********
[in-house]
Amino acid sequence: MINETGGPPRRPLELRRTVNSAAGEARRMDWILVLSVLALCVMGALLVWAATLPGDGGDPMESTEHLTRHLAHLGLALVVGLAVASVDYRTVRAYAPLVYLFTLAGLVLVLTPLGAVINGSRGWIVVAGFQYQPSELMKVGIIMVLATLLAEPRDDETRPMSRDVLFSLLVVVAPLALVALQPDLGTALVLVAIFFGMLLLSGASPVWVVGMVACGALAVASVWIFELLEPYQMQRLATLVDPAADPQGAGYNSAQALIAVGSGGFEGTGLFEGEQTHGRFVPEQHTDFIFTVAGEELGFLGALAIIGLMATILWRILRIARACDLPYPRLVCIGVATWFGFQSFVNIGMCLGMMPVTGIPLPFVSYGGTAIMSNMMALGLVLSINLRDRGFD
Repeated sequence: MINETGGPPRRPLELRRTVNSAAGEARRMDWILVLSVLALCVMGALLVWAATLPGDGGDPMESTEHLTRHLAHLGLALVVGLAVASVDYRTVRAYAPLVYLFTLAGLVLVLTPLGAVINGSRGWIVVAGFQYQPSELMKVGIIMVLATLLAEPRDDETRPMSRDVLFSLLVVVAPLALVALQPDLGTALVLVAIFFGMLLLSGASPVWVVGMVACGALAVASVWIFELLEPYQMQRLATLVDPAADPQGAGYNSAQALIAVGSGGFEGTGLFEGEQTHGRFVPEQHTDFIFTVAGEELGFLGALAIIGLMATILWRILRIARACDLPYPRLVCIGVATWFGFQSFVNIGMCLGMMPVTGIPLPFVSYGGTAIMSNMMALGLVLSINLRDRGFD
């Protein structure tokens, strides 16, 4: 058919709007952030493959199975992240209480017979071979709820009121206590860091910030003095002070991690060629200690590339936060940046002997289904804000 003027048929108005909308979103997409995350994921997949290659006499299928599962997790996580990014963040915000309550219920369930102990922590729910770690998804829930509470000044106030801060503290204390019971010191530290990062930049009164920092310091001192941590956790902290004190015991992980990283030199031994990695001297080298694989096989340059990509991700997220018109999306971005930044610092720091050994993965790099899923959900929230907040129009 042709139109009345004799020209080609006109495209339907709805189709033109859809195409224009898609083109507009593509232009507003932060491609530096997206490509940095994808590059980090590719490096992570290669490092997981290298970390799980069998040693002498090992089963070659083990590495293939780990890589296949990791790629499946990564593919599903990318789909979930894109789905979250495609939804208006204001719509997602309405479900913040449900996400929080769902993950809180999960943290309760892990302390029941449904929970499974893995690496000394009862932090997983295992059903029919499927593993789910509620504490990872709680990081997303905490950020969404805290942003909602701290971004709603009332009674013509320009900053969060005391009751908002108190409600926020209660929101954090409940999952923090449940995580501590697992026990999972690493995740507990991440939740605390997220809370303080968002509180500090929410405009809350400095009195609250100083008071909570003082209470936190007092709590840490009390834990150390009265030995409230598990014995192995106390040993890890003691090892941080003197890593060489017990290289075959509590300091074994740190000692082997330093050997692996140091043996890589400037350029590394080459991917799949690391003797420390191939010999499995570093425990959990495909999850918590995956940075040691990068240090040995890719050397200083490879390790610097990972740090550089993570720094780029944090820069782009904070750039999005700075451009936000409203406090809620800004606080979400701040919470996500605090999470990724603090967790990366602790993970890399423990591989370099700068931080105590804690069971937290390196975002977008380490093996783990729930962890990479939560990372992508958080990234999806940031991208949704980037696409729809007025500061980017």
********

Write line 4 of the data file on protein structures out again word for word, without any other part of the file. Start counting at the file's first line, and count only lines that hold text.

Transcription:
């Protein structure tokens, strides 16, 4: 058919709007952030493959199975992240209480017979071979709820009121206590860091910030003095002070991690060629200690590339936060940046002997289904804000 003027048929108005909308979103997409995350994921997949290659006499299928599962997790996580990014963040915000309550219920369930102990922590729910770690998804829930509470000044106030801060503290204390019971010191530290990062930049009164920092310091001192941590956790902290004190015991992980990283030199031994990695001297080298694989096989340059990509991700997220018109999306971005930044610092720091050994993965790099899923959900929230907040129009 042709139109009345004799020209080609006109495209339907709805189709033109859809195409224009898609083109507009593509232009507003932060491609530096997206490509940095994808590059980090590719490096992570290669490092997981290298970390799980069998040693002498090992089963070659083990590495293939780990890589296949990791790629499946990564593919599903990318789909979930894109789905979250495609939804208006204001719509997602309405479900913040449900996400929080769902993950809180999960943290309760892990302390029941449904929970499974893995690496000394009862932090997983295992059903029919499927593993789910509620504490990872709680990081997303905490950020969404805290942003909602701290971004709603009332009674013509320009900053969060005391009751908002108190409600926020209660929101954090409940999952923090449940995580501590697992026990999972690493995740507990991440939740605390997220809370303080968002509180500090929410405009809350400095009195609250100083008071909570003082209470936190007092709590840490009390834990150390009265030995409230598990014995192995106390040993890890003691090892941080003197890593060489017990290289075959509590300091074994740190000692082997330093050997692996140091043996890589400037350029590394080459991917799949690391003797420390191939010999499995570093425990959990495909999850918590995956940075040691990068240090040995890719050397200083490879390790610097990972740090550089993570720094780029944090820069782009904070750039999005700075451009936000409203406090809620800004606080979400701040919470996500605090999470990724603090967790990366602790993970890399423990591989370099700068931080105590804690069971937290390196975002977008380490093996783990729930962890990479939560990372992508958080990234999806940031991208949704980037696409729809007025500061980017």